In autoimmune skin diseases, the immune system targets the skin with an immune attack. Whereas the immune system is meant to function with a regard for the body’s tissues as “self” and outside invaders such as bacteria or viruses as “non-self,” in autoimmune skin disease the immune system is abnormally triggered against the “self” as if it were “non-self.”
- Lupus and scleroderma are the autoimmune skin conditions that Dr. Sherber tends to see most frequently, but she sees patients with the full spectrum of autoimmune skin diseases and has conducted research in more rare conditions such as scleromyxedema.
- Accurate diagnosis is critical for effective management of autoimmune skin diseases, and Dr. Sherber works closely with dermatopathologists, rheumatologists, and other specialists as needed to ensure thorough evaluation and comprehensive multidisciplinary care for each patient.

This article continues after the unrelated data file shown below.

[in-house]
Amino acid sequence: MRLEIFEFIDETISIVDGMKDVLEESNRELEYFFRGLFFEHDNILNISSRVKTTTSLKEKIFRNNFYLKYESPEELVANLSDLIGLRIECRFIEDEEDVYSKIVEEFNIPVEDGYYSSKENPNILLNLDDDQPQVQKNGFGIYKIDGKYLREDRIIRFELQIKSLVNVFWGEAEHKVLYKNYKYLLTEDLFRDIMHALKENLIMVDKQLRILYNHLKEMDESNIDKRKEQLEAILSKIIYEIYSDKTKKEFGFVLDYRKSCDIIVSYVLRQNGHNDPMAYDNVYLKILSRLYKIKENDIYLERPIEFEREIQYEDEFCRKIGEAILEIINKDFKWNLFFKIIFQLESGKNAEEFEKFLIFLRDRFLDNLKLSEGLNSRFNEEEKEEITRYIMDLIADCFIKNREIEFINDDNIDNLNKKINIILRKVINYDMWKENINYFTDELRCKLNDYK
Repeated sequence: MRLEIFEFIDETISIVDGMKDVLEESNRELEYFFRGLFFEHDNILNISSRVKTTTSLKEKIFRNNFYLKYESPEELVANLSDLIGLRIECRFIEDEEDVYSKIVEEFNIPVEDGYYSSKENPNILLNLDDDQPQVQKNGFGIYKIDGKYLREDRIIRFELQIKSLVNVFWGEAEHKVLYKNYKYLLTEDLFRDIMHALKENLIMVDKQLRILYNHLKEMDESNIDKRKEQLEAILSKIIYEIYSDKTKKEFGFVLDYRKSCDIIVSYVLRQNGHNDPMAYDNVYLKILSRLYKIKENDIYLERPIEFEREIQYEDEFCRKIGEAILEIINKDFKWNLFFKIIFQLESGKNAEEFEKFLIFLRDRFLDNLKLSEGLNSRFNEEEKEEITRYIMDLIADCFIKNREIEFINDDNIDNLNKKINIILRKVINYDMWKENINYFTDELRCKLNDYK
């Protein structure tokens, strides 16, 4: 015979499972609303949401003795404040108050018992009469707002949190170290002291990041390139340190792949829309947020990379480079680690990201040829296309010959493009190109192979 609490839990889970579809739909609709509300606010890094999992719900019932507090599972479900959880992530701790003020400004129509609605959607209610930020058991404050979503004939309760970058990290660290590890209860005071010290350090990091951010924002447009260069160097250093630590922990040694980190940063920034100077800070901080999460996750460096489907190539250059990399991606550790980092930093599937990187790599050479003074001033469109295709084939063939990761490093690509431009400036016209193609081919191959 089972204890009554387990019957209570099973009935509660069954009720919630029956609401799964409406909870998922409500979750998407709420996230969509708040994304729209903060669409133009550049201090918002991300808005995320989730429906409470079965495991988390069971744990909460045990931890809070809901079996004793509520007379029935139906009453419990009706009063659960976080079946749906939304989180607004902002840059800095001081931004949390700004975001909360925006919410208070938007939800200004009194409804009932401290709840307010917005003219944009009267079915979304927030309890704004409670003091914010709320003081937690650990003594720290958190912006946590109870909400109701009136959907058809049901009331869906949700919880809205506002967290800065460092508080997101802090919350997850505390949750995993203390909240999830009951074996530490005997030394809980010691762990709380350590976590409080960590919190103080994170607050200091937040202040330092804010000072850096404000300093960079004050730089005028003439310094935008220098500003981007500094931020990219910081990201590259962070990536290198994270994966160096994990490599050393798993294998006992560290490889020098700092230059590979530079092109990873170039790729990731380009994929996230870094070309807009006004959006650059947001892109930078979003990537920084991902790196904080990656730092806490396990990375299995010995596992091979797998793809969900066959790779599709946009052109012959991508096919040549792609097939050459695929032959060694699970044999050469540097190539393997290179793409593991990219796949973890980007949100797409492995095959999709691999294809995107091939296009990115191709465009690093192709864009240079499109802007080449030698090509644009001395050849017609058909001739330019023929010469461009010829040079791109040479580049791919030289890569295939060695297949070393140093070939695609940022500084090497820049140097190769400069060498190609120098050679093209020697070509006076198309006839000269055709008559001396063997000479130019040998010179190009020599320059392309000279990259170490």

- Topical approaches can be very helpful in quieting abnormal immune system activity in the skin, and systemic treatments may also be necessary to get to the root cause of the problem.
- The focus of the most cutting edge approaches to therapy is to avoid steroids where possible and to use novel immune modulators that don’t carry the risk of the serious side effects associated with steroids.